April 14, 2016

Personalized mentoring creates win-win relationships in Zhou’s lab

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Yong Zhou sizedTucked away on the fourth floor of Tinsley Harrison Tower sits the tiny office of an associate professor in the Division of Pulmonary, Allergy, and Critical Care Medicine. The interior is tidy and unassuming, matching the demeanor of its occupant, Yong Zhou, Ph.D., an independent investigator who explores the microscopic world of fibroblasts that live in the extracellular matrix of the lung.

In the course of conducting his RO1-funded research in mechanobiology aimed at discovering a molecular target for the treatment of lung fibrosis, Zhou directly supervises three post-doctoral scholars in his lab and indirectly advises several other junior faculty members. He also sits on the thesis committees of six graduate students in pursuit of their doctoral degrees. Even so, Zhou never expected to be nominated, much less win, the 2015 Dean’s Excellence Award in Mentoring.

“I was surprised,” Zhou said, who doesn’t view mentoring as a separate scholarly activity, but rather as an integral part of the investigative process. “Mentoring people is making what you are doing better. You do better things, achieve higher goals,” he explains. For him, learning and discovery are the heart of a productive lab.

So is patience. It takes a combination of time and persistence to find the best questions and design experiments to answer them. One of his graduate advisees in biomedical engineering came to Zhou with a goal of getting fibroblasts to adhere to electrospun (man-made) fibers intending to study how a particular gene changed based on the arrangement of the fibers. After several rounds of adjustment, the experiment still failed to prove the hypothesis.

“But he still has to graduate. So I suggested another array to look at. Not just one gene, but 84 genes,” Zhou remembers. The modification made all the difference, and now the student has results that are under review in PLOS ONE as well as his degree. To Zhou, this is the most gratifying part of mentoring—the payoff after a long period of struggling to find an answer.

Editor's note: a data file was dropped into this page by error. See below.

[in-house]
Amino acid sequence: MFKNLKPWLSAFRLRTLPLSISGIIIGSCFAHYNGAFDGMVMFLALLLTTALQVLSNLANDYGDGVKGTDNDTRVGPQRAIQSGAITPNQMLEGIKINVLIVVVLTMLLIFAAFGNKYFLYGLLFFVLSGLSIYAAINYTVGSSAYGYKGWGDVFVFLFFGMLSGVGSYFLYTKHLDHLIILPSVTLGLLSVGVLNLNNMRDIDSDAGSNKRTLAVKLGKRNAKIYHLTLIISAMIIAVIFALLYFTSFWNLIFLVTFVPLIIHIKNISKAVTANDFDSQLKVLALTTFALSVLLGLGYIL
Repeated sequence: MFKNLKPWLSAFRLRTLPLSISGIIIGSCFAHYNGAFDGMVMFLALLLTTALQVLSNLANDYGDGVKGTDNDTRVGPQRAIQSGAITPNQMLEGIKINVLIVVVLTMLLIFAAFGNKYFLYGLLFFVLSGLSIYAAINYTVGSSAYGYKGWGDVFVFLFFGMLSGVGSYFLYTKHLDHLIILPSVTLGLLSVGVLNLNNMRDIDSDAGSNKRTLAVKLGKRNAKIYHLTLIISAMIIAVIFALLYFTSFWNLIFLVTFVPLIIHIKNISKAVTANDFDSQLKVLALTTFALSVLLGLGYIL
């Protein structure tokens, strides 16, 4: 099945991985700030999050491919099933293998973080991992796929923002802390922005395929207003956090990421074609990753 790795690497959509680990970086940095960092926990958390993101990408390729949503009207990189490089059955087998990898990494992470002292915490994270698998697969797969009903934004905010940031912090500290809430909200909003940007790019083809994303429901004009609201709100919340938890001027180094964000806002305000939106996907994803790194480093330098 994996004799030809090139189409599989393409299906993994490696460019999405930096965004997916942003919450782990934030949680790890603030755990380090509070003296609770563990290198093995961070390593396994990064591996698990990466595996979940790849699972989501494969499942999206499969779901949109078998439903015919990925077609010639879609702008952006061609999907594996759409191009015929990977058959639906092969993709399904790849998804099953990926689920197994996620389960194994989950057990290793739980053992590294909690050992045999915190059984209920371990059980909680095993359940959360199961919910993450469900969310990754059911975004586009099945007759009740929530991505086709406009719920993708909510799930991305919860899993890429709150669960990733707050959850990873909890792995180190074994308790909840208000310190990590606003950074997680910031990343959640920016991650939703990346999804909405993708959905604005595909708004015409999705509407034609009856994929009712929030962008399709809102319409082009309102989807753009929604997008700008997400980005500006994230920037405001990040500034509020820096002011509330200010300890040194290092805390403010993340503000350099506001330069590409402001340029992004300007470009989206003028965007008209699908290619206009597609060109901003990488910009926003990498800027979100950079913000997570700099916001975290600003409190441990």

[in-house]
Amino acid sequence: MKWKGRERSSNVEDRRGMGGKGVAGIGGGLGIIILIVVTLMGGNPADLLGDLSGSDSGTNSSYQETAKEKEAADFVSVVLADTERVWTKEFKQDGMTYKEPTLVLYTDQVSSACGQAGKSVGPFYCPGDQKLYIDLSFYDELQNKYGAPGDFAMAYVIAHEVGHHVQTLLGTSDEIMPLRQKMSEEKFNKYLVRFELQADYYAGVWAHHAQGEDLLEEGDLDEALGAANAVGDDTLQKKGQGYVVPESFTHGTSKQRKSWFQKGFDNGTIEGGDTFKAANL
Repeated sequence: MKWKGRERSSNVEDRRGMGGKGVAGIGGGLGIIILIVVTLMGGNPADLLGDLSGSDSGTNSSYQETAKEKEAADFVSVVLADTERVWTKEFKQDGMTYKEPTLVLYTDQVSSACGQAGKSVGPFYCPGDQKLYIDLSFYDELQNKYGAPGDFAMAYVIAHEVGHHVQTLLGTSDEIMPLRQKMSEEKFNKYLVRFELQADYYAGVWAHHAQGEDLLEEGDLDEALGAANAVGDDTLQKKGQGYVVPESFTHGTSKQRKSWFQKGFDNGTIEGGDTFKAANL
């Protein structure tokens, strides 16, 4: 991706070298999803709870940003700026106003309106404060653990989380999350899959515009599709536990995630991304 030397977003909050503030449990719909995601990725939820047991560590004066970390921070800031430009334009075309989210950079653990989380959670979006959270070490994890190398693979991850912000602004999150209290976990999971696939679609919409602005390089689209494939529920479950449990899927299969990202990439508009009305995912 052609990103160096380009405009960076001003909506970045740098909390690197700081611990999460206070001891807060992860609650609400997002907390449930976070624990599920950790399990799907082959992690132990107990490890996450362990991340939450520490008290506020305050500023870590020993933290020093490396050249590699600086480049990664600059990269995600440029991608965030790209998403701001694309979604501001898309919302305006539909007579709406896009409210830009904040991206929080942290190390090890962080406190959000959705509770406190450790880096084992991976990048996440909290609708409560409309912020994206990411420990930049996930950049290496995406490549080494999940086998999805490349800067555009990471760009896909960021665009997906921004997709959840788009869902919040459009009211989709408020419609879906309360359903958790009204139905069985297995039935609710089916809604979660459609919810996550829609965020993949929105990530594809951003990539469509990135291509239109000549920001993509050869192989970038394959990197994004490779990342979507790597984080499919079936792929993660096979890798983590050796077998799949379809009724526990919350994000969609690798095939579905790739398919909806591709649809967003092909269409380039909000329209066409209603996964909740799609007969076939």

Zhou credits much of his mentoring success to UAB professor of Pathology, Joanne Murphy-Ullrich, Ph.D. As an internationally renowned expert in transforming growth factor (TGF)-beta (a profibrotic cytokine that drives tissue fibrosis), she always made time to cultivate Zhou’s scientific curiosity. Moreover, she made everyone in the lab feel like a part of her family. “She still sends me birthday greetings every year,” he says fondly.

All told, Zhou spent seven years in Murphy-Ullrich’s lab—two and a half years as a postdoctoral fellow, two and a half years as Research Associate, and two as Instructor—before becoming a faculty member in the pulmonary division. Even with Murphy-Ullrich’s tremendous example to follow, Zhou initially had to experiment to find the best ways of handling his own mentees.  

“Not every trainee learns the same way. Adjusting the approach that worked with a previous student is often required,” Zhou notes. “And not every mentor is gung-ho for investing in the trainees. Often, it takes less time to finish things by yourself, but when you get past the initial breaking in phase, they can help you accomplish the bigger things that you cannot do on your own. Good stuff happens.”

That good stuff is the synergy that comes from informed, intellectual discussions, where ideas are triggered and nuances discovered. “They teach me,” says Zhou. And while he is always accessible, he is careful not to dictate how his mentees should approach their work, believing it is important for students to have the freedom to think differently from himself. “I want them to create their own ideas and develop problem solving. I tell them, ‘If you have a different opinion, tell me, or don’t tell me. Try it your own way. Get the data, and let’s discuss what you find out,’” Zhou explains.

The approach is apparently paying off. After publishing two first-author papers as well as co-authoring a paper with Zhou in a high-impact journal, one of the post-doctoral fellows in Zhou’s lab recently accepted a research associate position in Missouri.

For Zhou, this success enhances his own. “Investing in the mentoring process reaps a harvest of reward. It’s a win-win,” Zhou concludes with a smile.